Recent empirical research, and a simple stochastic modeling exercise, suggest that affluent suburban communities are at increased risk for the diffusion of HIV from present inner city epicenters, while the « core group » construct of sexually transmitted disease theory suggests, somewhat counter-intuitively, that the hypercongregated and strongly self-interacting nature of affluent heterosexual elites in the U.S. places them at significant and increasing risk as well.
In turn, a growing body of work strongly associates high HIV prevalence in minority urban populations with the processes of coupled physical and social disintegration which have produced the now-common and politically-generated'hollowed out'pattern of U.S. cities.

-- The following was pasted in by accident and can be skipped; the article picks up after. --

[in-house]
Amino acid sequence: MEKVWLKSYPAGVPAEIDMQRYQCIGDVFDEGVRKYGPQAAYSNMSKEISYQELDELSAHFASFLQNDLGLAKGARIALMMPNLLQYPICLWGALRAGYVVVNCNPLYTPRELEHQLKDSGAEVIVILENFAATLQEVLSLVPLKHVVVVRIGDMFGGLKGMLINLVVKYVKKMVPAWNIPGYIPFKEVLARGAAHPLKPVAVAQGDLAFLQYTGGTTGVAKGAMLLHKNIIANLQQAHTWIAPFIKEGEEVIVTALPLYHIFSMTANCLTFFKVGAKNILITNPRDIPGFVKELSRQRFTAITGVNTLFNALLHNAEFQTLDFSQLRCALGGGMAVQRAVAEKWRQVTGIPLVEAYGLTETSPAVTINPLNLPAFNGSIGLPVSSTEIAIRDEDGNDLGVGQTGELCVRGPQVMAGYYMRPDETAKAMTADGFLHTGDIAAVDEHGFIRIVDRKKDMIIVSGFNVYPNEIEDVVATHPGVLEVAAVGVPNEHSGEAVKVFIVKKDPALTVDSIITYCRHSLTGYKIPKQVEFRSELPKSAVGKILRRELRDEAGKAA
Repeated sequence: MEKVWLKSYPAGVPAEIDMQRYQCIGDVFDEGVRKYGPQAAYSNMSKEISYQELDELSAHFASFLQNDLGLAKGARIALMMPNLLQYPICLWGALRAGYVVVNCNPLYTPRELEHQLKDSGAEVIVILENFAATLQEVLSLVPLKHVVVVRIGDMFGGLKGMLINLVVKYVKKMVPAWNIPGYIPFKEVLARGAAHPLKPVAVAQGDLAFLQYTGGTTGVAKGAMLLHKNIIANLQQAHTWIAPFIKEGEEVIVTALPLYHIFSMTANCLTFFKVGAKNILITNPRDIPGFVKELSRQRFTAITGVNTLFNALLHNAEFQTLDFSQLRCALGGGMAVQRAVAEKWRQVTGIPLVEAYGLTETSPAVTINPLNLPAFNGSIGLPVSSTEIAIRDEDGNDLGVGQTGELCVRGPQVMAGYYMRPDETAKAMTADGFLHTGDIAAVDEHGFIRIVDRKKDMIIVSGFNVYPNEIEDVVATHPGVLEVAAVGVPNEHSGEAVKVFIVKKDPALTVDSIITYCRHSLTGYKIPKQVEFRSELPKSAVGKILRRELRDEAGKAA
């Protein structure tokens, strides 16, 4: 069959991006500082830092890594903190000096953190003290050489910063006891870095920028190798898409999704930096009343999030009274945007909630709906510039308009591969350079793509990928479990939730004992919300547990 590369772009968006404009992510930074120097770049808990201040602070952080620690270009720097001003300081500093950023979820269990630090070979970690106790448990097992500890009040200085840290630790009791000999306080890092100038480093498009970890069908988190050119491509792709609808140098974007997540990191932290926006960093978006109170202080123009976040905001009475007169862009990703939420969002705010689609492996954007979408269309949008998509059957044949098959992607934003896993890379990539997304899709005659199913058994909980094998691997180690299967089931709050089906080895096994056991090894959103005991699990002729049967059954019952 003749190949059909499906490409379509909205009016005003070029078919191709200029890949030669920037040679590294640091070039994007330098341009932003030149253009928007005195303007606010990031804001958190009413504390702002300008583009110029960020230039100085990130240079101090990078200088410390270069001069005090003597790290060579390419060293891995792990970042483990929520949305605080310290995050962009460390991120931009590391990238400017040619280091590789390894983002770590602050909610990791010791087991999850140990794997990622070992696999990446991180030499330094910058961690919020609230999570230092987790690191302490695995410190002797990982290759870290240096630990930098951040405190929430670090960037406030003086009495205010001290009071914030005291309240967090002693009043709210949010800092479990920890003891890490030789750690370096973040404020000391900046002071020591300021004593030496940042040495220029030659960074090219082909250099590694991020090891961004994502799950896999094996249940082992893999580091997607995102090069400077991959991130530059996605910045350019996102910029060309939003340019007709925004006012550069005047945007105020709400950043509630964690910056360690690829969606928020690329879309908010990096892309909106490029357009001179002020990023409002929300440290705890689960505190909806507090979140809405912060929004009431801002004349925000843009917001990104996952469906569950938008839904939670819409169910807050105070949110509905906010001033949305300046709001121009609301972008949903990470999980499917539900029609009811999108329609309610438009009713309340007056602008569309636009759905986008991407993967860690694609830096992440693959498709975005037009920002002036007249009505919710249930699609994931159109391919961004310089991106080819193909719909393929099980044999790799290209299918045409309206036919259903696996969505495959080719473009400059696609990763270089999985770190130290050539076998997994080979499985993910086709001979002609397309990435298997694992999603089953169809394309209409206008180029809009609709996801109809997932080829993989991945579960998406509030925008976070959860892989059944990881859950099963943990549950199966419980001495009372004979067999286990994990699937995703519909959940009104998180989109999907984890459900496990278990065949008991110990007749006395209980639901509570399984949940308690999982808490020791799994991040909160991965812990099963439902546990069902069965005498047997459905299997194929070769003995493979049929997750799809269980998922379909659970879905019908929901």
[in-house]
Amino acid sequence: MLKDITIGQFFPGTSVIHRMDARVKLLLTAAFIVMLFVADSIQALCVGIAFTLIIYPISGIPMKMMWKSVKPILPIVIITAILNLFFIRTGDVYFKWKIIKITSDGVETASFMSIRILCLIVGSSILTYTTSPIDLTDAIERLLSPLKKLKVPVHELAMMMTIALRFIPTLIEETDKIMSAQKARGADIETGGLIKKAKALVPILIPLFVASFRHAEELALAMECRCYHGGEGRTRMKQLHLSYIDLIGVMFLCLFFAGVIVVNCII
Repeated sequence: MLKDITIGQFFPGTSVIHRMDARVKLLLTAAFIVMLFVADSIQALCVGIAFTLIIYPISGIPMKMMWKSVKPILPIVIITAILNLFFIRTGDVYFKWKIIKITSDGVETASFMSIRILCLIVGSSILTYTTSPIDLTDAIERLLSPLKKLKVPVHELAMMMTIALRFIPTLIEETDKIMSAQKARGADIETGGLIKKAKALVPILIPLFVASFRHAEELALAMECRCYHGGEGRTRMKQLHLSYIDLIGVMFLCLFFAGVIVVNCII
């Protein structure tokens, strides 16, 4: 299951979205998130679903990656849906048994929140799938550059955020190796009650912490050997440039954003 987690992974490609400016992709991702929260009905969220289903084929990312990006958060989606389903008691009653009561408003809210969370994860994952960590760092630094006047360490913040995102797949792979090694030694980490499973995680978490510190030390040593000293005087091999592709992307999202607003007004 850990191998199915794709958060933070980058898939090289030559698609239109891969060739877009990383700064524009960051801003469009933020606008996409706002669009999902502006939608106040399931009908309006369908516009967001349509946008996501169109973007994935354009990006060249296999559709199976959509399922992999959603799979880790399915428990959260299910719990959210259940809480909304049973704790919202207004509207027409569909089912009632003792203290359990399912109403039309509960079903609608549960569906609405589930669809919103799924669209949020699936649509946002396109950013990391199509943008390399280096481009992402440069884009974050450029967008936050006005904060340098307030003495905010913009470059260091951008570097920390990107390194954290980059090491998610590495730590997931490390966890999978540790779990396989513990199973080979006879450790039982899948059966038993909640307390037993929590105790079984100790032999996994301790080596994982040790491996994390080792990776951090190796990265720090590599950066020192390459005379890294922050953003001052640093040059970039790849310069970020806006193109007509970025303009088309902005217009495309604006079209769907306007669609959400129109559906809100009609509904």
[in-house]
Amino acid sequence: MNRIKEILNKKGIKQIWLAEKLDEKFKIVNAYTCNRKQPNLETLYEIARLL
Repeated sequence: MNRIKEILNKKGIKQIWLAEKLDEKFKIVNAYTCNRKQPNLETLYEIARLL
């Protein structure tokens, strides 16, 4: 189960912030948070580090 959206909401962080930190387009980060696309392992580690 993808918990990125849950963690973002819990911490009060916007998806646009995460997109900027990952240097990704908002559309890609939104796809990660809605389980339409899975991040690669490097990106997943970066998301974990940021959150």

Mots-clés Pascal : SIDA, Virose, Infection, Dissémination, Transmission, Minorité, Milieu urbain, Homme, Etats Unis, Amérique du Nord, Amérique, Surveillance sanitaire, Hétérosexualité, Réseau social, Immunopathologie, Immunodéficit
Mots-clés Pascal anglais : AIDS, Viral disease, Infection, Dissemination, Transmission, Minority, Urban environment, Human, United States, North America, America, Sanitary surveillance, Heterosexuality, Social network, Immunopathology, Immune deficiency
Notice produite par :
Inist-CNRS - Institut de l'Information Scientifique et Technique
Cote : 94-0679768
Code Inist : 002B06D01. Création : 09/06/1995.